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      Morsi Called a 'New Pharaoh' After Assuming Sweeping Powers

      Critics of Egyptian President Mohammed Morsi call him a “new pharaoh” after he assumes sweeping powers.
      By Elad Benari
      First Publish: 11/23/2012, 3:13 AM

      Mohammed Morsi
      Mohammed Morsi
      AFP photo

      Critics of Egyptian President Mohammed Morsi branded him a “new pharaoh” on Thursday, after he assumed sweeping powers, AFP reported.

      The move is a blow to the pro-democracy movement that toppled former president Hosni Mubarak, himself derided by many as a pharaoh, and raises concerns that Islamists will be further ensconced in power, the report noted.

      "The president can issue any decision or measure to protect the revolution," according to a decree read out on television by presidential spokesman Yasser Ali.

      "The constitutional declarations, decisions and laws issued by the president are final and not subject to appeal," he added.

      Former UN atomic energy agency chief Mohamed ElBaradei lashed out at the declaration, which would effectively put the president above judicial oversight.

      "Morsi today usurped all state powers and appointed himself Egypt's new pharaoh. A major blow to the revolution that could have dire consequences," ElBaradei wrote on his Twitter account.

      As part of his decree, Morsi also sacked prosecutor general Abdel Meguid Mahmud, whom he failed to oust last month amid strong misgivings among the president's supporters about the failure to secure convictions of more members of the old regime.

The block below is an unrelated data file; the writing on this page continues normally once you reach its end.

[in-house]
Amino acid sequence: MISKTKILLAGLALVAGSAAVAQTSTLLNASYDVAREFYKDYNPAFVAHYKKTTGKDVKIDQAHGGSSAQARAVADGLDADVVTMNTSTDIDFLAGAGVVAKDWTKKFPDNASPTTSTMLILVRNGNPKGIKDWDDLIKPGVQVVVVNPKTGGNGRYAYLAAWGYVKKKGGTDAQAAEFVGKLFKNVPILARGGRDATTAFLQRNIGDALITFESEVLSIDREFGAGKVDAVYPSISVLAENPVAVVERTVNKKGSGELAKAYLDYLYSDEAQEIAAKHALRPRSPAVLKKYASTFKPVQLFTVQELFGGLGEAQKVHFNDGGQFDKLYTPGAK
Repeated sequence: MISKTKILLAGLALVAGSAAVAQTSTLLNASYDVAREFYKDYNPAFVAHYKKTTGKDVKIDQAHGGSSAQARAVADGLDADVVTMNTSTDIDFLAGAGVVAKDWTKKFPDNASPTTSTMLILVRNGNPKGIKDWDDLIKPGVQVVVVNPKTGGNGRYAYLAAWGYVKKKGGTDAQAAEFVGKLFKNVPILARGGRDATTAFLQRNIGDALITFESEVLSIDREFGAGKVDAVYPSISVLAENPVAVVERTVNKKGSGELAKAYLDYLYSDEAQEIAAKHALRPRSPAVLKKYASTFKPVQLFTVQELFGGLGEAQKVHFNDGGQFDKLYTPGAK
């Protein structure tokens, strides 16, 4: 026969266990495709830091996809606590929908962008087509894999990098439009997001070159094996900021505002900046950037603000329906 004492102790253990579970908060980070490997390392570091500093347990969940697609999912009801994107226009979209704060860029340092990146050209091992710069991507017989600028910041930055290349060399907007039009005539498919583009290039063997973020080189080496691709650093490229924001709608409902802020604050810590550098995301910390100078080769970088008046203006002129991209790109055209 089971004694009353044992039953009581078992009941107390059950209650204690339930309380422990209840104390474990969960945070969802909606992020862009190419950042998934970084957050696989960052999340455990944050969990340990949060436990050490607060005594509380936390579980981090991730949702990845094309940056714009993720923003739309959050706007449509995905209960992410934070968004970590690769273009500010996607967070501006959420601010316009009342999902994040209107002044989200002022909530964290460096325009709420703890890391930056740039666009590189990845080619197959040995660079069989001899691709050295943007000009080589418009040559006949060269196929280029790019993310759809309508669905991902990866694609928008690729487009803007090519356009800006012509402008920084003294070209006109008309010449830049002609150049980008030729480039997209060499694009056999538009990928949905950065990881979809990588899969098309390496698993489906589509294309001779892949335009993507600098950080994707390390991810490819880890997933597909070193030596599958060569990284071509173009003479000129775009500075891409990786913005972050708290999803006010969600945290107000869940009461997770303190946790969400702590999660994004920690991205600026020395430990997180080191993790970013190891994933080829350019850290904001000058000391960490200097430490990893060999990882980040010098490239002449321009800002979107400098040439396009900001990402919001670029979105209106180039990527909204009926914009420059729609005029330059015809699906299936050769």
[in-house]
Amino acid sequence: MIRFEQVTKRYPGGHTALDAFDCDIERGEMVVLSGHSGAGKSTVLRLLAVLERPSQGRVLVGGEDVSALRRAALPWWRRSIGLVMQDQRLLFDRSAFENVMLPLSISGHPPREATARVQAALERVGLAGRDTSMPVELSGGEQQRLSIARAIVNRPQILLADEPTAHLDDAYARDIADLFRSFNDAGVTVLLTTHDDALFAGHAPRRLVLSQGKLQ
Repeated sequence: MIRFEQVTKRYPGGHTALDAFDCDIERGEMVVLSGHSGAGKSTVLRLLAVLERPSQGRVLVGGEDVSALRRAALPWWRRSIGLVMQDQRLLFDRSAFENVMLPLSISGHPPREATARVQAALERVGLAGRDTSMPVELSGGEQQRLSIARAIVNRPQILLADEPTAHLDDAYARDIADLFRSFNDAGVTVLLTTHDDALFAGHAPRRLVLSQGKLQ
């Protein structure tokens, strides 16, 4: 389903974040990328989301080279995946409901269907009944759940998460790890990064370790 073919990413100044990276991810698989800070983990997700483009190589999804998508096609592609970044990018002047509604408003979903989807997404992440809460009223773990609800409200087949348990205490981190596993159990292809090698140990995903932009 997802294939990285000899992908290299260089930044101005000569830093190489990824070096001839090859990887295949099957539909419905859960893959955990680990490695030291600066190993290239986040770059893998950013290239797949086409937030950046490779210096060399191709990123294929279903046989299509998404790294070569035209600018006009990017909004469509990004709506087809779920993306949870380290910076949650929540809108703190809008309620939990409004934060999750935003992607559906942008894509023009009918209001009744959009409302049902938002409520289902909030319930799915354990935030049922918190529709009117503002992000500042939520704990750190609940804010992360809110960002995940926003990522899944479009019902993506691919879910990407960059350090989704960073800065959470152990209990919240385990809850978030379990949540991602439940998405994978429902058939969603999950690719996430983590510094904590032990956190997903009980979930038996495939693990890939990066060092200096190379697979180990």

He appointed Talaat Ibrahim Abdallah to replace Mahmud and, within minutes of the announcement, the new prosecutor was shown on television being sworn in.

      In his pronouncement, the president also ordered "new investigations and retrials" in the cases dealing with the deaths of protesters, a decision that could see Mubarak reinvestigated.

      Mubarak and his interior minister Habib al-Adly were both jailed for life for their role in ordering the killings. Six top security chiefs who stood trial with them were acquitted.

      Morsi also said no judicial body can dissolve the upper house of parliament or the Islamist-dominated constituent assembly that is writing a new constitution and which has been criticized by the secular-minded opposition for failing to represent all segments of society.

      The declaration is aimed at "cleansing state institutions" and "destroying the infrastructure of the old regime," the president's spokesman said, according to AFP.

      Ali said Morsi had issued a new law, which is yet to be ratified by the new parliament, calling for the creation of a "revolutionary prosecution" to investigate crimes related to the killing of protesters and to hold accountable anyone who withheld evidence in previous trials.

      A senior official with the Justice and Freedom Party, the Muslim Brotherhood's political arm to which Morsi belongs, said the move was necessary to guarantee the revolution was on course.

      "We could not find any legal avenue to pinpoint and prosecute those in the ministry of interior who were responsible for killings," Gehad Haddad told AFP.

      He said there had been a string of acquittals of interior ministry officials, evidence was withheld in cases, investigations had been weak and many had not been brought to trial over the killings of hundreds of protesters during and since the uprising.

      "The avenues we are taking are born of necessity, not choice," he said.

      There were vocal denunciations of Morsi's declaration on Thursday, reported AFP.

      "We didn't have an uprising so that we put in place another dictator," said a furious Khaled Ali. "He's not just a pharaoh, he thinks he's God."